Algonquin Regiment

Discussion in 'Canadian' started by Marius, Nov 17, 2011.

  1. canuck

    canuck Token Colonial Patron

    Struck off Strength from a replacement unit would have have a corresponding TOS (Taken on Strength) by another, in this case the Algonquins.

    The X designation was simply the army method of identifying the current status of personnel:

    X1 - prisoner of war (P.O.W.)
    X2 - detention
    X3 - hosptial
    X4 - reinforcement
    - reinforcement in transit
    X5 - on course
    X6 - missing
    X7 - on loan
    X8 - in transit
    X9 & X10 - waiting return
     
  2. 17thDYRCH

    17thDYRCH Senior Member

    Rachel,
    Canadian service records of 166 pages?
    Would you mind posting? We as a group can take a closer look.
     
  3. rachel21mac

    rachel21mac Member

    17thDYRCH: The file won't upload; it's too big (67,765 KB). Is there another way I can post it?
     
  4. rachel21mac

    rachel21mac Member

  5. klambie

    klambie Senior Member

    Rachel,

    Sounds like you have it, would be typical to go from a CACRU (Amd Corps Reinf) to a CIRU (Inf Reinf) before being posted X4. If you see no sign of that kind of change before he sailed, might indicate he got little if any Infantry refresher training before he went to France. It's also often necessary to look on multiple documents to piece together the full picture. There are at least two docs where you should see SOS/TOS entries to various units.
     
  6. klambie

    klambie Senior Member

    Rachel,

    Have had a quick look at his file, appears my guess was close. He in fact went to a CARU (Arty Reinf) for his refresher training. He got through 2 weeks of the 4 week course before he was posted to NW Europe. Bureaucracies make mistakes and it resulted in a man with over a year in the Army going into infantry combat with 2 weeks of recent training and memories of his 8 weeks of basic training after enlisting.

    Unfortunately, I see nothing that hints at his role with the Algonquins. Medical documents at the time he became a casualty can give clues, but I see none. At least 9 other fatal casualties on the date of his death (from one of the casualty reports), so more difficult to place him if you can find details on events that day.
     
  7. rachel21mac

    rachel21mac Member

    Hello all,

    Just a quick update...sorry I've left you hanging but yesterday was the last day of school so I had a busy week or so in there.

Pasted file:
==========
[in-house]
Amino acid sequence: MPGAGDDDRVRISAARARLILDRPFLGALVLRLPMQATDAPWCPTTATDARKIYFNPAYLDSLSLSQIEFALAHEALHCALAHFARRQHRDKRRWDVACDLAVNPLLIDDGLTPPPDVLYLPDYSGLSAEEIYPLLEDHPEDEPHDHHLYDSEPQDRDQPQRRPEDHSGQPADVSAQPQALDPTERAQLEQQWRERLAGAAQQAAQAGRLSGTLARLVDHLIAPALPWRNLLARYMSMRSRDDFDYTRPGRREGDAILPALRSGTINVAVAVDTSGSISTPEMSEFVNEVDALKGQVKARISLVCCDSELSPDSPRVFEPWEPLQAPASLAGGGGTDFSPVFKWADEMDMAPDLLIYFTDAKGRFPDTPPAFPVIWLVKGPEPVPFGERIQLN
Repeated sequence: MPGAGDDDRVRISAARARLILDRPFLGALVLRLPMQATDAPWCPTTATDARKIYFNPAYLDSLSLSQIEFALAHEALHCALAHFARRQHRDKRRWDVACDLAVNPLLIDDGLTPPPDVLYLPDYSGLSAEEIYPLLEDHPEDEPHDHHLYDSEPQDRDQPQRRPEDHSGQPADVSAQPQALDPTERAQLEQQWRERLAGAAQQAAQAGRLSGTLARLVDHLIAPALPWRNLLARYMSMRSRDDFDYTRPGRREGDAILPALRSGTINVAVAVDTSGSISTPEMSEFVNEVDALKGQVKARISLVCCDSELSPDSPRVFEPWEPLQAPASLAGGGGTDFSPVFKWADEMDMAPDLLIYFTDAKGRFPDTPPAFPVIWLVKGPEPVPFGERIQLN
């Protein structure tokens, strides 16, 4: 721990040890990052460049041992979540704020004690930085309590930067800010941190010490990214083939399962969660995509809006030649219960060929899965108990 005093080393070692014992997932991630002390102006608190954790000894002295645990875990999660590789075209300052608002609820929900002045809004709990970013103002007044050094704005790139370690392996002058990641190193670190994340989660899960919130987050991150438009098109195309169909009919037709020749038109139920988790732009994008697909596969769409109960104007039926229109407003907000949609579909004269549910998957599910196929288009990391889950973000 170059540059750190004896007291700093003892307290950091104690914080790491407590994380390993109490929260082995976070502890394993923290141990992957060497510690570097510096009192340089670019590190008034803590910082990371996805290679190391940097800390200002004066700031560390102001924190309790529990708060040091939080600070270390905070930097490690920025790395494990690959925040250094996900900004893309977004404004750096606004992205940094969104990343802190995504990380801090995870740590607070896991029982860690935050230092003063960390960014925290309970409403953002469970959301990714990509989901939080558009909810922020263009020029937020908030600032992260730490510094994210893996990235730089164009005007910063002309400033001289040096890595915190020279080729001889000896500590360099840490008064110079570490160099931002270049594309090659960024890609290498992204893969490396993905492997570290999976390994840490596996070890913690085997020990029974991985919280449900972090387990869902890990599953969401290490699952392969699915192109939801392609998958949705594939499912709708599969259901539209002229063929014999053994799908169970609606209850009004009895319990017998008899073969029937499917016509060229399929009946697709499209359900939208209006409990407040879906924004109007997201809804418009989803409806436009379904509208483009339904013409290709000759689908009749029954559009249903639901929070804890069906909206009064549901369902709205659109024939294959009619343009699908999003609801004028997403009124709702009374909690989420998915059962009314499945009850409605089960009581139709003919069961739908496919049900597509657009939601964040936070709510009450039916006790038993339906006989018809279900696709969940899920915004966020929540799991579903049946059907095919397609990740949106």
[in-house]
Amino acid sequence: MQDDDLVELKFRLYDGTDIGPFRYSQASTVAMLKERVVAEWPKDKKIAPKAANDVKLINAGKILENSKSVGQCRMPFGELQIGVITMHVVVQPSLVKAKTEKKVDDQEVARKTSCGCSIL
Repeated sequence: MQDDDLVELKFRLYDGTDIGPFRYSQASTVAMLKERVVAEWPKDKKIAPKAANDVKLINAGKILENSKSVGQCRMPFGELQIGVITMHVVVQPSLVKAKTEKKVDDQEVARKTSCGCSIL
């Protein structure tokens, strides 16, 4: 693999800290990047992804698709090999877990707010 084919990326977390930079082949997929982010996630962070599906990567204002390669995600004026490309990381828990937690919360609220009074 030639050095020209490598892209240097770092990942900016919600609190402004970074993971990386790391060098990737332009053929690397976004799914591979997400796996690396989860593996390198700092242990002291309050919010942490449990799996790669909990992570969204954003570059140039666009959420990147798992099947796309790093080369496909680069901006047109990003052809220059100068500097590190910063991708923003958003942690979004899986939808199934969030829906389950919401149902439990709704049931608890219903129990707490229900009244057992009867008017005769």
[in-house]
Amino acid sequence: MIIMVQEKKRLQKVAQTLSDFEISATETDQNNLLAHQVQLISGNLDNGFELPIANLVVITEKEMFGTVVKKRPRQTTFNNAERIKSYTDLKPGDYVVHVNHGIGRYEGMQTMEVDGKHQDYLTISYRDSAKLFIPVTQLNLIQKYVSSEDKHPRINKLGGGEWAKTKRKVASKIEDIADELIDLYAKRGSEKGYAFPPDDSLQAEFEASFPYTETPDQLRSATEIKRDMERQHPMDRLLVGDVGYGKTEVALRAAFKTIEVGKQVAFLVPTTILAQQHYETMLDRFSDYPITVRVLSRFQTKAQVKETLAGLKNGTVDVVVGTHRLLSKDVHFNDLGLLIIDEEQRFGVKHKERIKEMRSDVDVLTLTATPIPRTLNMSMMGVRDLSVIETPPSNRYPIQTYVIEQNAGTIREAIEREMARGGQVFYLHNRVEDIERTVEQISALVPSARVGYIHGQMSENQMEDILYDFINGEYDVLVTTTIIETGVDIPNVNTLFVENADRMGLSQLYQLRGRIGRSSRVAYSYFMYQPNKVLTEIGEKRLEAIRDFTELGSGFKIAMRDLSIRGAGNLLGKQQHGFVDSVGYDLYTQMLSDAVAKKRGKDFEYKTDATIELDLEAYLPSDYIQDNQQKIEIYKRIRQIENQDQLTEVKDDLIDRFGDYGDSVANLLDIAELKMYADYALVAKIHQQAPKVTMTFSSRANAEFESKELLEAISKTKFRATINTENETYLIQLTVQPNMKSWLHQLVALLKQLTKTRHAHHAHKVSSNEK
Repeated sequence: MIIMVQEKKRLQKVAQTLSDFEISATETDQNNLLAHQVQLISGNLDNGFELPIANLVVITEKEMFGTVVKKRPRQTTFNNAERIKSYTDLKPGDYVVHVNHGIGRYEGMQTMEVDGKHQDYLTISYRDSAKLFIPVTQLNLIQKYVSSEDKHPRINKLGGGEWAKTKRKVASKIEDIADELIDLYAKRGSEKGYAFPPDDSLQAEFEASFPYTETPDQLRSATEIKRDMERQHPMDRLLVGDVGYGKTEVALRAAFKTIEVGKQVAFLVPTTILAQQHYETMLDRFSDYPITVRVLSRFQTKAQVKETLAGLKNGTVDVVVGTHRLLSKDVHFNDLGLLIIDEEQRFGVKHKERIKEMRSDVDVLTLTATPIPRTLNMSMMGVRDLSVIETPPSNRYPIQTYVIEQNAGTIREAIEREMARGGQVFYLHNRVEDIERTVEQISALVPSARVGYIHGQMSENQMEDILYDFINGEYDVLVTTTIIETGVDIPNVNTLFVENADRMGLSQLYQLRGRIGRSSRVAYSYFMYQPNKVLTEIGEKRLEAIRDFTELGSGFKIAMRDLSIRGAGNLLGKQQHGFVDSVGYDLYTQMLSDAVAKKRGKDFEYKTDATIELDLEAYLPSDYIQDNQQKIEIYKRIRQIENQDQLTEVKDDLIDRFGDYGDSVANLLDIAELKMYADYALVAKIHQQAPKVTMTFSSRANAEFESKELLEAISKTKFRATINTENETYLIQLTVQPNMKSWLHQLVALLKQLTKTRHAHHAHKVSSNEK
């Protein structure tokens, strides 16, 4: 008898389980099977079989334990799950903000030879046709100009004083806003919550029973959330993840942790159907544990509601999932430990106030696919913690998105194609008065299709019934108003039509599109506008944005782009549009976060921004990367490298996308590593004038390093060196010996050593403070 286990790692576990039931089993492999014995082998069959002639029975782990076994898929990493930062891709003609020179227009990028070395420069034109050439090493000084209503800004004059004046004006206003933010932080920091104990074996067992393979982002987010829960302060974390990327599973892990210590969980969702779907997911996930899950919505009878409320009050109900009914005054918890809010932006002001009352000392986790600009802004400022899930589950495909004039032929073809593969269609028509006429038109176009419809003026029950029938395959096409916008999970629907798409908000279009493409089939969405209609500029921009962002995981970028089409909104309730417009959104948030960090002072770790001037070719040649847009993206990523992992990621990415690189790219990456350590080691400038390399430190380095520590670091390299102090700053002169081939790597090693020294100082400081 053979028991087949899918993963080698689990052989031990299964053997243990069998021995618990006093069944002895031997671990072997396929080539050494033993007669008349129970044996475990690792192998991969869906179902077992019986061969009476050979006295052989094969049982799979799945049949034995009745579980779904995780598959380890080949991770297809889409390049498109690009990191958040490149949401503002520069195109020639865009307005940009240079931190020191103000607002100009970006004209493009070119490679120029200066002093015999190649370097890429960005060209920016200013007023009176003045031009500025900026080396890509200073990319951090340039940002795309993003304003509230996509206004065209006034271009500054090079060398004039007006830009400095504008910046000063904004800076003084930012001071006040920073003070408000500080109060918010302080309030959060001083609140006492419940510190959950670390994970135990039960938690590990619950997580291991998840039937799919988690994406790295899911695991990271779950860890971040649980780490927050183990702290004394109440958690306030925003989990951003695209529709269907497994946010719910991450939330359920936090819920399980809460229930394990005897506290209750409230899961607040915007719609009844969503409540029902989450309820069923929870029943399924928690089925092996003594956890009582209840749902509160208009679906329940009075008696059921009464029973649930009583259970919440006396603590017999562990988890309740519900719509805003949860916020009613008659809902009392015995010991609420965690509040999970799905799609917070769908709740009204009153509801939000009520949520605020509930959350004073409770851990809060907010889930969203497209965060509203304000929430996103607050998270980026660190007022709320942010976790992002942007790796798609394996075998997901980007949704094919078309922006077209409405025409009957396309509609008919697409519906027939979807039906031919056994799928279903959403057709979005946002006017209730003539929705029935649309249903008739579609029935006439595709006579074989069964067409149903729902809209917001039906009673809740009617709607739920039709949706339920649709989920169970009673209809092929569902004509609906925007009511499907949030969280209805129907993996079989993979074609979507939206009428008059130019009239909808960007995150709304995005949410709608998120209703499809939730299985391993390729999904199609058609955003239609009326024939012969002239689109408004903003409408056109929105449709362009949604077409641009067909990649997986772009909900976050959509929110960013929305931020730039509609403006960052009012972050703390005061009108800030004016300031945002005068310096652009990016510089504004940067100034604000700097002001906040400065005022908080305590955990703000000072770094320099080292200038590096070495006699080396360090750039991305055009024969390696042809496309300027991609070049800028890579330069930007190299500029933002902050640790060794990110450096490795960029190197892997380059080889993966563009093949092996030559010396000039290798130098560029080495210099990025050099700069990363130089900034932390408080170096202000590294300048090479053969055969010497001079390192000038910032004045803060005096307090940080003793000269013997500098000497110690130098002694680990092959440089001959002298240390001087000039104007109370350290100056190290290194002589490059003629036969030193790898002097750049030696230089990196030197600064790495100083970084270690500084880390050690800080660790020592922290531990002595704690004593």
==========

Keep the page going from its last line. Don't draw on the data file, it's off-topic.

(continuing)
The Cardston Historical Society was a bust - they don't have any information beyond what is on their website (which is incorrect, by the way). If I worked for them, I would be all over this and looking for family members in the area. But they're probably a volunteer organization.

    My daughter and I were going to take a trip down and see if we could get some information from the Legion or the church, but my car broke down Thursday night and won't be fixed until Monday or Tuesday and, since I leave next Sunday for the Netherlands, there's no other time to go.

    Anyway, I have been able to compile the story (or a story of sorts) about L/Cpl Asplund's service and his last days, thanks to all of you. I got Warpath through my daughter's university library and it was a great help.

    AB64 - your hunch about the wrong dates in the Teepee Tabloid paid off. It was indeed Sgt. Campbell who, with his men, brought back the bodies of Asplund and the others killed in Waalwijk. That was the final piece in the puzzle and Warpath confirmed it.

    Thank you all for the help you gave me on this journey!

    Rachel
     
  8. klambie

    klambie Senior Member

    Rachel,

    Are you doing the Laurier teacher tour? Trip report on your return would be appreciated.
     
  9. rachel21mac

    rachel21mac Member

    No, not the Laurier Tour. This is through the University of New Brunswick's Gregg Centre. I did the Belgium/France tour with them in 2013 - fantastic! I'm very much looking forward to this.You can follow along here: http://warandthecanadianexperience.weebly.com/ and I'll be sure you give you a summary when I return.
     
    stolpi and canuck like this.
  10. Pronto91

    Pronto91 Member

    Hi everyone. I'm interested in learning about the circumstances surrounding the death of Lt Burslem who died on 12 April 1945. He was Royal Canadian Corps of Signals and attached to the Algonquin Regiment. Any chance there is information in the War Diaries? Images or information welcome!